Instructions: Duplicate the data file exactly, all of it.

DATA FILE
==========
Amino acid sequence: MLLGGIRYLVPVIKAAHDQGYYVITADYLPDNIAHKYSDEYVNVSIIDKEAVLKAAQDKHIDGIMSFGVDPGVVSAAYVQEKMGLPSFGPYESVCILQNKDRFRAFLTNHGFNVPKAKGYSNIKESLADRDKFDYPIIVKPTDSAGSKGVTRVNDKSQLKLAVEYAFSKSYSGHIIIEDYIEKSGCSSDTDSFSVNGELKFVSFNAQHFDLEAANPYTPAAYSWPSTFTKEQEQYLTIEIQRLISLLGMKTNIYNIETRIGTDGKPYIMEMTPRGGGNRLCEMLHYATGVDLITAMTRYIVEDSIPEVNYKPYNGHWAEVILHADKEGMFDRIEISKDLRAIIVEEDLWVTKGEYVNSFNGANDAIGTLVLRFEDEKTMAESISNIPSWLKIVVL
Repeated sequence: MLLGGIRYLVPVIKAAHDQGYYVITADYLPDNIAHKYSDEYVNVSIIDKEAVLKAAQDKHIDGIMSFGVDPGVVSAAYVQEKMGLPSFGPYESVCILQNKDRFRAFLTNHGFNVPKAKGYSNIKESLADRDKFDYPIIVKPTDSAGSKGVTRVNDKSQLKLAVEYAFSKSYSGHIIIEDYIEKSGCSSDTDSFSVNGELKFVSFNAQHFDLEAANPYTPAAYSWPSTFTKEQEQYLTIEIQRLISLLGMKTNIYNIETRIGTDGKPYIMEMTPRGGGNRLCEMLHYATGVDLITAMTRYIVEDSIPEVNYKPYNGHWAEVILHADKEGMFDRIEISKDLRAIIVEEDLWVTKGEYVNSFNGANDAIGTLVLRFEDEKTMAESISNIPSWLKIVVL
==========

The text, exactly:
Amino acid sequence: MLLGGIRYLVPVIKAAHDQGYYVITADYLPDNIAHKYSDEYVNVSIIDKEAVLKAAQDKHIDGIMSFGVDPGVVSAAYVQEKMGLPSFGPYESVCILQNKDRFRAFLTNHGFNVPKAKGYSNIKESLADRDKFDYPIIVKPTDSAGSKGVTRVNDKSQLKLAVEYAFSKSYSGHIIIEDYIEKSGCSSDTDSFSVNGELKFVSFNAQHFDLEAANPYTPAAYSWPSTFTKEQEQYLTIEIQRLISLLGMKTNIYNIETRIGTDGKPYIMEMTPRGGGNRLCEMLHYATGVDLITAMTRYIVEDSIPEVNYKPYNGHWAEVILHADKEGMFDRIEISKDLRAIIVEEDLWVTKGEYVNSFNGANDAIGTLVLRFEDEKTMAESISNIPSWLKIVVL
Repeated sequence: MLLGGIRYLVPVIKAAHDQGYYVITADYLPDNIAHKYSDEYVNVSIIDKEAVLKAAQDKHIDGIMSFGVDPGVVSAAYVQEKMGLPSFGPYESVCILQNKDRFRAFLTNHGFNVPKAKGYSNIKESLADRDKFDYPIIVKPTDSAGSKGVTRVNDKSQLKLAVEYAFSKSYSGHIIIEDYIEKSGCSSDTDSFSVNGELKFVSFNAQHFDLEAANPYTPAAYSWPSTFTKEQEQYLTIEIQRLISLLGMKTNIYNIETRIGTDGKPYIMEMTPRGGGNRLCEMLHYATGVDLITAMTRYIVEDSIPEVNYKPYNGHWAEVILHADKEGMFDRIEISKDLRAIIVEEDLWVTKGEYVNSFNGANDAIGTLVLRFEDEKTMAESISNIPSWLKIVVL